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Thursday’s Headlines Are Still Recovering

7:09 AM EDT on June 8, 2023

  • How can transit recover post-COVID? Make sure service is reliable and that buses, trains and stations are clean and safe, and modernize their schedules to meet the needs of today's riders. (City Journal)
  • Bond-rating agencies are downgrading struggling transit agencies like the D.C. Metro and Bay Area Rapid Transit, which will make it more expensive for them to borrow money for future projects. (City Lab)
  • Fare capping and new technology that streamlines fare payment are the latest hope for attracting more riders. (Mass Transit)
  • A new U.S. DOT program will send out $570 million to upgrade 400 rail crossings where pedestrians are often forced to endanger themselves by climbing over stopped trains. (Washington Post)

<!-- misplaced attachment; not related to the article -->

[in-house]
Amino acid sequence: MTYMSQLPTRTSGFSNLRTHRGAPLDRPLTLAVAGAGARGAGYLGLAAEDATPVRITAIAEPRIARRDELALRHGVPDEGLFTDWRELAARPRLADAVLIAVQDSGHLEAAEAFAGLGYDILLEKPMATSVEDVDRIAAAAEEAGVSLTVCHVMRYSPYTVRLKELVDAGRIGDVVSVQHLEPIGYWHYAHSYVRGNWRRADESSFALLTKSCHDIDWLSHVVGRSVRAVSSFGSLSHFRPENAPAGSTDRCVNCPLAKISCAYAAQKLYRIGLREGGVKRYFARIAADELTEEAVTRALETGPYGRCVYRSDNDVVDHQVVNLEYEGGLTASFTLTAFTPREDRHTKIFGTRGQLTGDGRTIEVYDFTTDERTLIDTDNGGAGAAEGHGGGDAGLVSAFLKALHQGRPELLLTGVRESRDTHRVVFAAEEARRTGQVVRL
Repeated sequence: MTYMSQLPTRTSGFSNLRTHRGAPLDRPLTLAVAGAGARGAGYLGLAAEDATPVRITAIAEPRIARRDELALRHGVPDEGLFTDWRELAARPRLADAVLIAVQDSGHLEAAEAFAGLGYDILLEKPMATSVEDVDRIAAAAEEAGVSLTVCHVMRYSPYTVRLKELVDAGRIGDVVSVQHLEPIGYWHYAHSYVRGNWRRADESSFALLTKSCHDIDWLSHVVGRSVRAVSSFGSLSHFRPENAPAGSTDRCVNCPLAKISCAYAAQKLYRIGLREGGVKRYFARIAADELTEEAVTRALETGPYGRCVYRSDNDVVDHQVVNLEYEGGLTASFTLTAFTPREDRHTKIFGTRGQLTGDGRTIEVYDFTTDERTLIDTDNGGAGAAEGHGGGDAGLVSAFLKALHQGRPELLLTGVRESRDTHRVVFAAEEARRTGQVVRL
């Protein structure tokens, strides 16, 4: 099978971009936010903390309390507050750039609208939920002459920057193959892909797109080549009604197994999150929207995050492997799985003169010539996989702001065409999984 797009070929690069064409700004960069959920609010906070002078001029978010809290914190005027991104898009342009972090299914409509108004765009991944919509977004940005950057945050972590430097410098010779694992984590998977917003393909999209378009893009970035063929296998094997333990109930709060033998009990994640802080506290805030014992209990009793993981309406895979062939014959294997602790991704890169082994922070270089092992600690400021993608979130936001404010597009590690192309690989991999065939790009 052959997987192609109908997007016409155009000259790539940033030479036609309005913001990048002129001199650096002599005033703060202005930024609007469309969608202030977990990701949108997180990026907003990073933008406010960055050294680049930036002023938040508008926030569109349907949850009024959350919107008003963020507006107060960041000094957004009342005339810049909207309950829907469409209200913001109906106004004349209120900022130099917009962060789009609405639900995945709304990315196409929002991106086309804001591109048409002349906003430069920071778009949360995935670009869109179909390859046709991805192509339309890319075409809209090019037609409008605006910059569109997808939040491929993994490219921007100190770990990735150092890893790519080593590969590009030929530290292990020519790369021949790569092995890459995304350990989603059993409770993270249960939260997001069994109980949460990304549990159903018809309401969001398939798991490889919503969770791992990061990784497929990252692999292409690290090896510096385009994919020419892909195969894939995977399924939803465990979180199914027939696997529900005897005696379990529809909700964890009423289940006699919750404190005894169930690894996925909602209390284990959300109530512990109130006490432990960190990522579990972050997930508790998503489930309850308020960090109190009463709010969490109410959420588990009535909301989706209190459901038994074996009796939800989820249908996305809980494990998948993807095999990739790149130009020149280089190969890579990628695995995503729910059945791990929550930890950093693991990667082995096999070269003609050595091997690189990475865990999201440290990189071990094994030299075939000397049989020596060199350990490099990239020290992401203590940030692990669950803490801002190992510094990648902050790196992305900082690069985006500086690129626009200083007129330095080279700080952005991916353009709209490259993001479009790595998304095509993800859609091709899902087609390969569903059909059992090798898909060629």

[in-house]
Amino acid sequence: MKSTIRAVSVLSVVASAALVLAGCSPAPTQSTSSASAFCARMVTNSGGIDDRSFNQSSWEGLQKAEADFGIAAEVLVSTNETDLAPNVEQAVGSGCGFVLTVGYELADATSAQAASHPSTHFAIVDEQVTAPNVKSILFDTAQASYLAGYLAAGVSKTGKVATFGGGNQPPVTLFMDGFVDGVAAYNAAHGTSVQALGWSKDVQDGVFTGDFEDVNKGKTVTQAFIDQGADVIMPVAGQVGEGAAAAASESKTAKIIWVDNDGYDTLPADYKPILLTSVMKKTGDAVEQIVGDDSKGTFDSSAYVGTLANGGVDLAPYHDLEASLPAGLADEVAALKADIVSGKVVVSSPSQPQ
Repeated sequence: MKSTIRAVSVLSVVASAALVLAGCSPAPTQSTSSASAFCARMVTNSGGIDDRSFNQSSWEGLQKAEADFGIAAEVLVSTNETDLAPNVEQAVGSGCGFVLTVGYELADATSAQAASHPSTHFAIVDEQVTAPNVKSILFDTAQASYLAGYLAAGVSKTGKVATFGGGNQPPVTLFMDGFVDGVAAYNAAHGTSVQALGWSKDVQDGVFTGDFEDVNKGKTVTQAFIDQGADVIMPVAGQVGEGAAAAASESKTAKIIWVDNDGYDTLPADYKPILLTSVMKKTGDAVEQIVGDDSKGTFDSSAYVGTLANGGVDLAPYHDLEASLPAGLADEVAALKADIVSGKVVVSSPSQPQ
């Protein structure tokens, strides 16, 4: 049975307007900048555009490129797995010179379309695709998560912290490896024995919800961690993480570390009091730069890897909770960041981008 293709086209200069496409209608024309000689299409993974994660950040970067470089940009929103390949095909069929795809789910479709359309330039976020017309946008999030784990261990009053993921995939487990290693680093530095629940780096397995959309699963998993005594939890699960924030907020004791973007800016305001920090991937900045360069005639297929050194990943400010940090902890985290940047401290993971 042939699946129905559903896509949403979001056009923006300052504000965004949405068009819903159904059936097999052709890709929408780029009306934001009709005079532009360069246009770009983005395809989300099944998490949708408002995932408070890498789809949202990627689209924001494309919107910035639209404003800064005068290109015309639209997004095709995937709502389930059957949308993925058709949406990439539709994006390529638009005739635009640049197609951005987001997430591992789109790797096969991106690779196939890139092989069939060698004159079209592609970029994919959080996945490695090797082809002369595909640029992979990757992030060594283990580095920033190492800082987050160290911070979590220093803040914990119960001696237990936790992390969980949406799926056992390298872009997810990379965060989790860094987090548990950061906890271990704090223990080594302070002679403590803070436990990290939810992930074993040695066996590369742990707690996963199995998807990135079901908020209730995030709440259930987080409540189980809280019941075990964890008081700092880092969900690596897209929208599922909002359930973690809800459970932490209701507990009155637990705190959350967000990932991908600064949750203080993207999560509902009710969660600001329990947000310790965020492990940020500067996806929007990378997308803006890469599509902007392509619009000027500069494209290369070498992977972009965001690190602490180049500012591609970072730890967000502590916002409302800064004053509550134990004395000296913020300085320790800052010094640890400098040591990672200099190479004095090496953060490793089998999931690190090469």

• New Acela trains are languishing in a stockyard because Amtrak has nowhere to test them. (Curbed)
  • Transit agencies are having mixed success with battery-electric buses. (Governing)
  • Car-centric neighborhoods are bad for our health because they make it unsafe to walk as much as doctors recommend. (Urban Edge)
  • New research shows that people's eyes are drawn to cars, but we don't like looking at them, which means people who live in car-free cities would be happier. (Scientific American)
  • A Boston-based transit advocacy group says Massachusetts should electrify its regional rail network. (Smart Cities Dive)
  • Washington, D.C.'s Capital Bikeshare hit an all-time high of 428,000 rides in May. (DCist)
  • Philadelphia painted its Market Street bus-only lane red to make it more visible to drivers. (CBS News)
  • More people are walking in Flagstaff, but bike infrastructure is lagging behind. (Arizona Daily Sun)
  • Oakland County, in suburban Detroit, is expanding transit service to four new communities. (Fox 2)
  • If everyone biked as much as the Dutch, carbon emissions would drop by almost 700 million tons, about as much as Canada produces each year. (Euro News)

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